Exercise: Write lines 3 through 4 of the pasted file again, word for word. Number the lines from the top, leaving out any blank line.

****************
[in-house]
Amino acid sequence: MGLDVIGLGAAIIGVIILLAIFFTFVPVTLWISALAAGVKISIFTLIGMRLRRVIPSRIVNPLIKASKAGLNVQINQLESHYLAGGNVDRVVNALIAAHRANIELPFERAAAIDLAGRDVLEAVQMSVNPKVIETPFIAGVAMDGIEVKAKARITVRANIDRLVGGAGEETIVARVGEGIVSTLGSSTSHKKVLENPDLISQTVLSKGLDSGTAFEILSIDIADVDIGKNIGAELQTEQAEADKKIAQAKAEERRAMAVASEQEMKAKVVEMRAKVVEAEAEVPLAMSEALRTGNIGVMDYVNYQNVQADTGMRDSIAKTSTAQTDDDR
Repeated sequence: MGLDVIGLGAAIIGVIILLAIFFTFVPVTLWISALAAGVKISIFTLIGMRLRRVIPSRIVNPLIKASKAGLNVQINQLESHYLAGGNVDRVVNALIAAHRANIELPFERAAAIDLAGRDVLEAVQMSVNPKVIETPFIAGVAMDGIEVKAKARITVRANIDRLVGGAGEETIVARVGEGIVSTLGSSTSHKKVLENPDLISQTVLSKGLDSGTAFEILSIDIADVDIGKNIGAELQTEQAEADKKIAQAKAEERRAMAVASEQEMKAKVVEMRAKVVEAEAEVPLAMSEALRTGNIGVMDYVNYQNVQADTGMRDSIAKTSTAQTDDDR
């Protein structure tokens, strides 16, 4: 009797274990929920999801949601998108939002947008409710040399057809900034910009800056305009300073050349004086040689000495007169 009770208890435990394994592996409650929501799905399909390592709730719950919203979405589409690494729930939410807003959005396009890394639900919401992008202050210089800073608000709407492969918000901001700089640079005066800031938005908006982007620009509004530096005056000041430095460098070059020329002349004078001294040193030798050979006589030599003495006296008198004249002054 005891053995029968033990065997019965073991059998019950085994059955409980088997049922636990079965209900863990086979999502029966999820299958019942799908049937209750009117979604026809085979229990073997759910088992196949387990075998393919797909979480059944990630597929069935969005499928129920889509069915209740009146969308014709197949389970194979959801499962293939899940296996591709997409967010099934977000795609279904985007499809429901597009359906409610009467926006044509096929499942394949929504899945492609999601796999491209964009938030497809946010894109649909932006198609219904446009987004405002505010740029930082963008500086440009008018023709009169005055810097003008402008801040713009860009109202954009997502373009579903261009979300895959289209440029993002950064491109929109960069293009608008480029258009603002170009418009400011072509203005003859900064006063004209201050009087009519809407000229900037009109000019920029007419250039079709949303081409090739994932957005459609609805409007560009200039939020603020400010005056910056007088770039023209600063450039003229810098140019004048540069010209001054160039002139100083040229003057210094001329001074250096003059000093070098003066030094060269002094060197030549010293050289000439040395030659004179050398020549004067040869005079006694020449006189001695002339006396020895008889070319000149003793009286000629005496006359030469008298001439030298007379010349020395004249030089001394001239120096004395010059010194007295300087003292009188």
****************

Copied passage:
Repeated sequence: MGLDVIGLGAAIIGVIILLAIFFTFVPVTLWISALAAGVKISIFTLIGMRLRRVIPSRIVNPLIKASKAGLNVQINQLESHYLAGGNVDRVVNALIAAHRANIELPFERAAAIDLAGRDVLEAVQMSVNPKVIETPFIAGVAMDGIEVKAKARITVRANIDRLVGGAGEETIVARVGEGIVSTLGSSTSHKKVLENPDLISQTVLSKGLDSGTAFEILSIDIADVDIGKNIGAELQTEQAEADKKIAQAKAEERRAMAVASEQEMKAKVVEMRAKVVEAEAEVPLAMSEALRTGNIGVMDYVNYQNVQADTGMRDSIAKTSTAQTDDDR
């Protein structure tokens, strides 16, 4: 009797274990929920999801949601998108939002947008409710040399057809900034910009800056305009300073050349004086040689000495007169 009770208890435990394994592996409650929501799905399909390592709730719950919203979405589409690494729930939410807003959005396009890394639900919401992008202050210089800073608000709407492969918000901001700089640079005066800031938005908006982007620009509004530096005056000041430095460098070059020329002349004078001294040193030798050979006589030599003495006296008198004249002054 005891053995029968033990065997019965073991059998019950085994059955409980088997049922636990079965209900863990086979999502029966999820299958019942799908049937209750009117979604026809085979229990073997759910088992196949387990075998393919797909979480059944990630597929069935969005499928129920889509069915209740009146969308014709197949389970194979959801499962293939899940296996591709997409967010099934977000795609279904985007499809429901597009359906409610009467926006044509096929499942394949929504899945492609999601796999491209964009938030497809946010894109649909932006198609219904446009987004405002505010740029930082963008500086440009008018023709009169005055810097003008402008801040713009860009109202954009997502373009579903261009979300895959289209440029993002950064491109929109960069293009608008480029258009603002170009418009400011072509203005003859900064006063004209201050009087009519809407000229900037009109000019920029007419250039079709949303081409090739994932957005459609609805409007560009200039939020603020400010005056910056007088770039023209600063450039003229810098140019004048540069010209001054160039002139100083040229003057210094001329001074250096003059000093070098003066030094060269002094060197030549010293050289000439040395030659004179050398020549004067040869005079006694020449006189001695002339006396020895008889070319000149003793009286000629005496006359030469008298001439030298007379010349020395004249030089001394001239120096004395010059010194007295300087003292009188």